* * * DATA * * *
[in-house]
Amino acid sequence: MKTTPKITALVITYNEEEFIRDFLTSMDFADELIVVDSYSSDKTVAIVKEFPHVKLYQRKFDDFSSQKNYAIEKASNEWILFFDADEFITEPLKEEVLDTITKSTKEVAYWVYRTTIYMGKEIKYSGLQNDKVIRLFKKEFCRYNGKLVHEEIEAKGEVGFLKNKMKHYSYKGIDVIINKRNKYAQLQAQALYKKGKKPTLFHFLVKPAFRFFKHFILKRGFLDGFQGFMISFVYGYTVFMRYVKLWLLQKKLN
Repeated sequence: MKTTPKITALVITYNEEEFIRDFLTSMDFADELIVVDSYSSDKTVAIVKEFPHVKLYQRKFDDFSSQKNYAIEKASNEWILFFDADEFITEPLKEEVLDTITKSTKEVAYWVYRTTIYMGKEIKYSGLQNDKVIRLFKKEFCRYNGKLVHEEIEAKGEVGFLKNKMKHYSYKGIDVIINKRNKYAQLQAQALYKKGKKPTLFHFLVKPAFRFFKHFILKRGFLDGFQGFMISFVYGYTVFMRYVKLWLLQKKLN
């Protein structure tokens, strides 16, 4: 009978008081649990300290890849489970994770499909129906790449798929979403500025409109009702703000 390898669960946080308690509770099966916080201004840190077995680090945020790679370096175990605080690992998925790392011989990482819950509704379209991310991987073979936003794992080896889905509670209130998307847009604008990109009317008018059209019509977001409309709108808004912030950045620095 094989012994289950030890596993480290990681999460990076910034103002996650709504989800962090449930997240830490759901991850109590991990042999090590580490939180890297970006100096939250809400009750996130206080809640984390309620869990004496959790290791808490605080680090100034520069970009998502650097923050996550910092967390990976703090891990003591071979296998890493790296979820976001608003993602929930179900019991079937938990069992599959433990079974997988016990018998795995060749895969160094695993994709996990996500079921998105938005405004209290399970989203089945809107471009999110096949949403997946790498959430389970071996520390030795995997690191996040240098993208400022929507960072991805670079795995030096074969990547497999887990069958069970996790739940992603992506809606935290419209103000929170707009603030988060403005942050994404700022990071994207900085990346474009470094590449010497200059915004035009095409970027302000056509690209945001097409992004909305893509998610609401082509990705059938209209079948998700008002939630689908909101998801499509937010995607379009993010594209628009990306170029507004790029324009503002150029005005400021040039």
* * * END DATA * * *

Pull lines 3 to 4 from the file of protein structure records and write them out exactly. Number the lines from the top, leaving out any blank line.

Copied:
Repeated sequence: MKTTPKITALVITYNEEEFIRDFLTSMDFADELIVVDSYSSDKTVAIVKEFPHVKLYQRKFDDFSSQKNYAIEKASNEWILFFDADEFITEPLKEEVLDTITKSTKEVAYWVYRTTIYMGKEIKYSGLQNDKVIRLFKKEFCRYNGKLVHEEIEAKGEVGFLKNKMKHYSYKGIDVIINKRNKYAQLQAQALYKKGKKPTLFHFLVKPAFRFFKHFILKRGFLDGFQGFMISFVYGYTVFMRYVKLWLLQKKLN
């Protein structure tokens, strides 16, 4: 009978008081649990300290890849489970994770499909129906790449798929979403500025409109009702703000 390898669960946080308690509770099966916080201004840190077995680090945020790679370096175990605080690992998925790392011989990482819950509704379209991310991987073979936003794992080896889905509670209130998307847009604008990109009317008018059209019509977001409309709108808004912030950045620095 094989012994289950030890596993480290990681999460990076910034103002996650709504989800962090449930997240830490759901991850109590991990042999090590580490939180890297970006100096939250809400009750996130206080809640984390309620869990004496959790290791808490605080680090100034520069970009998502650097923050996550910092967390990976703090891990003591071979296998890493790296979820976001608003993602929930179900019991079937938990069992599959433990079974997988016990018998795995060749895969160094695993994709996990996500079921998105938005405004209290399970989203089945809107471009999110096949949403997946790498959430389970071996520390030795995997690191996040240098993208400022929507960072991805670079795995030096074969990547497999887990069958069970996790739940992603992506809606935290419209103000929170707009603030988060403005942050994404700022990071994207900085990346474009470094590449010497200059915004035009095409970027302000056509690209945001097409992004909305893509998610609401082509990705059938209209079948998700008002939630689908909101998801499509937010995607379009993010594209628009990306170029507004790029324009503002150029005005400021040039």